One week later…I got the job at Infineum! I was absolutely over the moon. It was so relieving that I didn’t have to apply to anymore placements and could finally relax. The next step was for me to attend a drug and alcohol screening at Infineum in March, where I also had a meeting with my supervisor to find out what my project was on. My project turned out to be on HVOs (hydrogenated vegetable oils) and their capabilities as a diesel alternative. This was a whole new topic to me and made the prospect of my placement year very exciting, especially since I was going to have the opportunity to work on sustainable fuels, something that is very much in need with our current day climate change problems.
Fast forward to July and I had started my placement! The first few weeks started gently and consisted mainly of training and getting to know the company. The science behind the additives and need for them in oils and fuels was taught to me with the main focus on cold flow and wax crystal modification, as this was what my project was on. There was also mention of other sectors our additives have the potential to be used for, due to Infineum moving from being a speciality company in ‘Oil and Fuel Additives’ to being a ‘Speciality Chemicals Company’ with broadening focus in other areas including electrification of mobility. In the last couple of weeks of my first month I started to undertake some lab work including running IR (infrared) experiments, making fuel blends, and finding flash points of samples. At Infineum I am in the ‘Fuels’ section, meaning the majority of the samples I deal with are fuel related. It’s therefore quite important these fuels are stored in the correct temperature ovens, hence the need to measure flash points of samples. IR is also a particularly important technique to analyse samples and compare them to one another. ‘Blending’ is a term that most people probably haven’t heard before (I certainly hadn’t before I started) but is essentially the process of mixing fuels, solvents or additives, with heat usually being applied.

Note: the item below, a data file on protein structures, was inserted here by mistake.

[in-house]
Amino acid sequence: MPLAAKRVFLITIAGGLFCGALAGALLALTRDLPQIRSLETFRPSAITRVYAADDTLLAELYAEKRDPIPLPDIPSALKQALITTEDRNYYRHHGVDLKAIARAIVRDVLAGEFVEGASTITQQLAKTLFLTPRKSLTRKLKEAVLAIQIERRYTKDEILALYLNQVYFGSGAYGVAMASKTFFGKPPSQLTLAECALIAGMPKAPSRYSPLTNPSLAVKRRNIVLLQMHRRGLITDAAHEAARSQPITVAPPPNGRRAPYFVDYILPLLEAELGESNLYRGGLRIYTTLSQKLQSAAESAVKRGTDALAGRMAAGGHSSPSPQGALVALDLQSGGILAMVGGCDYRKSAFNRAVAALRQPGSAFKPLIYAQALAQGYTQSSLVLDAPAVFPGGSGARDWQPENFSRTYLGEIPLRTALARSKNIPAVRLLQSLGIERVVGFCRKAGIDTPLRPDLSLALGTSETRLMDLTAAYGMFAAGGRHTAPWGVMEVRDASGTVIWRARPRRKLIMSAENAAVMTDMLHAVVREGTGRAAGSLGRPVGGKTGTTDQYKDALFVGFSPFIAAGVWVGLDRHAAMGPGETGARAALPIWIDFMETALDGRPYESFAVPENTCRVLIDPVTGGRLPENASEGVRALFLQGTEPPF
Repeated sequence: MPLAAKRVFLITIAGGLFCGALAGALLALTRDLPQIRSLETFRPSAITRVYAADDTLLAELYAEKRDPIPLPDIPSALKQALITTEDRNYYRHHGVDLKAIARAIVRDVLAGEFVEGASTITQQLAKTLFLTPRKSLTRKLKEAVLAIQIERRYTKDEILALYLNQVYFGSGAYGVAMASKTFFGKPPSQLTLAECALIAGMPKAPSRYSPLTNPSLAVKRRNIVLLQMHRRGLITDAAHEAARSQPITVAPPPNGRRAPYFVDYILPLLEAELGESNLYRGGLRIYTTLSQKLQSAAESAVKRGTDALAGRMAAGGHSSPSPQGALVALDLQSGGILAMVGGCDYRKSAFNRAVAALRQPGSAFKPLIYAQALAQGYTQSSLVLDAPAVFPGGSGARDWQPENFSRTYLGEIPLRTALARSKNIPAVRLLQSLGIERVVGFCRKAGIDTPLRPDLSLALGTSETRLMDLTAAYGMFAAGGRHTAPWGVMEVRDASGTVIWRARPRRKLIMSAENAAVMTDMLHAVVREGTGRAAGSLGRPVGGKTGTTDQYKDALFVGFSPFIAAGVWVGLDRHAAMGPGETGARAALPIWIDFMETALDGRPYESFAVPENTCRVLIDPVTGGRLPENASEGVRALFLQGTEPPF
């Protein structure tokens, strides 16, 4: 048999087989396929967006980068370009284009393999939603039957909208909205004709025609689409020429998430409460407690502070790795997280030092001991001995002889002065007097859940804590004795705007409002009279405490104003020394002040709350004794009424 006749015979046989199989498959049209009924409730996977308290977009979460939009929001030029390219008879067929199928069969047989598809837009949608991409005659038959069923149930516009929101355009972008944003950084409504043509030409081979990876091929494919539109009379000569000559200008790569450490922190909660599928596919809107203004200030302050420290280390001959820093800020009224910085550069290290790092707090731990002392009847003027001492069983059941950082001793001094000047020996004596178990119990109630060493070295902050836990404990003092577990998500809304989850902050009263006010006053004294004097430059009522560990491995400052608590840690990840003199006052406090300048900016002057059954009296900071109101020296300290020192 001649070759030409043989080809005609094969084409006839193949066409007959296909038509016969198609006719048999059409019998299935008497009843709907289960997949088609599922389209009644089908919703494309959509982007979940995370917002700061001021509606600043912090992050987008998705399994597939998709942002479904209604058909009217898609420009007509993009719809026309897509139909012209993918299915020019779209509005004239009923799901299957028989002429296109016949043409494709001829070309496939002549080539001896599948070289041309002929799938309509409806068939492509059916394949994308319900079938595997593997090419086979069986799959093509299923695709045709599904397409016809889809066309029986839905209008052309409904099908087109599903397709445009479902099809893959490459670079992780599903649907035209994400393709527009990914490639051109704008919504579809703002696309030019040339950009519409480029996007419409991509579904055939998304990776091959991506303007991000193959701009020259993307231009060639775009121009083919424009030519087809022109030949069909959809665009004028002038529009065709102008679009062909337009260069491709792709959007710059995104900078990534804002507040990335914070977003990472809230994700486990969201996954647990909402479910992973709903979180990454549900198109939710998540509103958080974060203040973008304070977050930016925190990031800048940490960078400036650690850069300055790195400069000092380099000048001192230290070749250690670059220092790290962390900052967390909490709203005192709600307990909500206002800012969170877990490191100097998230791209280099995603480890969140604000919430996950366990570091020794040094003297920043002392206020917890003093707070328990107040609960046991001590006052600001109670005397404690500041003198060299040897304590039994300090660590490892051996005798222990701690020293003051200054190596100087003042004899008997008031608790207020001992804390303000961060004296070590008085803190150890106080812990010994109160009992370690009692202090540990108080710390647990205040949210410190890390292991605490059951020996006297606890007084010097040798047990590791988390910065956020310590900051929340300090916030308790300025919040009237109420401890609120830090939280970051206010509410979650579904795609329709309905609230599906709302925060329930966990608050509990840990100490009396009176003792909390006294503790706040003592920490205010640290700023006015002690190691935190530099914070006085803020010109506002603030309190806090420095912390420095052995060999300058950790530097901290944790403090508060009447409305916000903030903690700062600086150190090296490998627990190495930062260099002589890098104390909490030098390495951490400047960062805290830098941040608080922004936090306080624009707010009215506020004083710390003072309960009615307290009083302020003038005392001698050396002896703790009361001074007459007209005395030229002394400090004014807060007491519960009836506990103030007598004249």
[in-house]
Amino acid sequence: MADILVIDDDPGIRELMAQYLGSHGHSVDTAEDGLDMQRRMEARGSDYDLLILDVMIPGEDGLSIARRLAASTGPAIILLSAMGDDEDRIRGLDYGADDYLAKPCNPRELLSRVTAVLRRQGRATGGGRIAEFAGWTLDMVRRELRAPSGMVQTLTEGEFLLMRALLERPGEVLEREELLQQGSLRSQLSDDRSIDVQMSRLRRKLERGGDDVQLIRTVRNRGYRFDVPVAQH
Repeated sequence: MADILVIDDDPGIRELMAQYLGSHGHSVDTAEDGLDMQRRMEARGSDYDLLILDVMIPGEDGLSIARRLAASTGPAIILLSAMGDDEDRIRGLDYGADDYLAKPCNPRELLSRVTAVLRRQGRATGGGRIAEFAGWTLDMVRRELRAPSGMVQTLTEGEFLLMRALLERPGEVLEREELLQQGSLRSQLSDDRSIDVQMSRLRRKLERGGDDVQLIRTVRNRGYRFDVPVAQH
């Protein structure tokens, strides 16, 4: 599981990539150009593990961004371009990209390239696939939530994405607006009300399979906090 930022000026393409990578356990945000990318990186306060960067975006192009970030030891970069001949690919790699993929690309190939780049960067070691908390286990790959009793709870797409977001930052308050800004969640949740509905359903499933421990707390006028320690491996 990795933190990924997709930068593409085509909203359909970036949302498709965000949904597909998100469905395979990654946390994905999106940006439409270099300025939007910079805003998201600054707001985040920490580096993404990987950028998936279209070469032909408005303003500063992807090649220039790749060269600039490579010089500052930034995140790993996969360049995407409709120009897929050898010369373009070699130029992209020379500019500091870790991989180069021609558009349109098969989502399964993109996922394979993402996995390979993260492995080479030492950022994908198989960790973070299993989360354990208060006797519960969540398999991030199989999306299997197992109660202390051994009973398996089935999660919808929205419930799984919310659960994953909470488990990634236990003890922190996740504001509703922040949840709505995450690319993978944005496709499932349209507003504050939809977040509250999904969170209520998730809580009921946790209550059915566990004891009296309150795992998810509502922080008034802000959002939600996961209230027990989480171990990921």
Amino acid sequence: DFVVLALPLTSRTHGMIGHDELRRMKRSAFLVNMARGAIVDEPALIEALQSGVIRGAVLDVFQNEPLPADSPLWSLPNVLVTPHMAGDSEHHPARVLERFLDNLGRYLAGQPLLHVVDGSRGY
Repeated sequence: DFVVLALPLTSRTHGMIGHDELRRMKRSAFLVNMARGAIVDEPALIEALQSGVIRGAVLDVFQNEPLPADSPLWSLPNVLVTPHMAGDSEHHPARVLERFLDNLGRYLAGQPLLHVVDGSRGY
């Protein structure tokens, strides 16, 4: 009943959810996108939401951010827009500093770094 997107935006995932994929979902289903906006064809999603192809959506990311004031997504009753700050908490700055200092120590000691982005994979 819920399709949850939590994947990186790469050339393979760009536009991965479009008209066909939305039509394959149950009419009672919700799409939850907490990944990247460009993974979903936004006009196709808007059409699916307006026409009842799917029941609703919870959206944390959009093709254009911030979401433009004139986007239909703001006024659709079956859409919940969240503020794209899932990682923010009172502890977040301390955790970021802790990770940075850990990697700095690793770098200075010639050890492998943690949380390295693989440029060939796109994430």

So far my time at Infineum has been really enjoyable and I can confidently say it’s been a very successful first month.
September: Safely navigating the second month
Two months now completed at Infineum and lots has changed. I have now switched over from the Fuels team to the New Business Ventures (NBV) team with my project changing from the HVO work too (see my previous blog post from August about this work). Although I was enjoying my previous HVO project, my new project with NBV is much more exciting and allows me to use different analytical equipment I wouldn’t have otherwise had experience with. One of these is the rheometer, which is used to look at the way fluids behave under different types of stress. Some of the parameters that can be measured and calculated include viscosity and shear rate. These can be used to compare materials in their performance to a certain application, or can also be used to characterise them. The rheometer is an instrument that is quite sensitive to the amount of sample loaded. Often I have found myself discarding the loaded sample and starting again due to putting too much on. This makes the process of using the rheometer relatively time-consuming so patience is certainly required!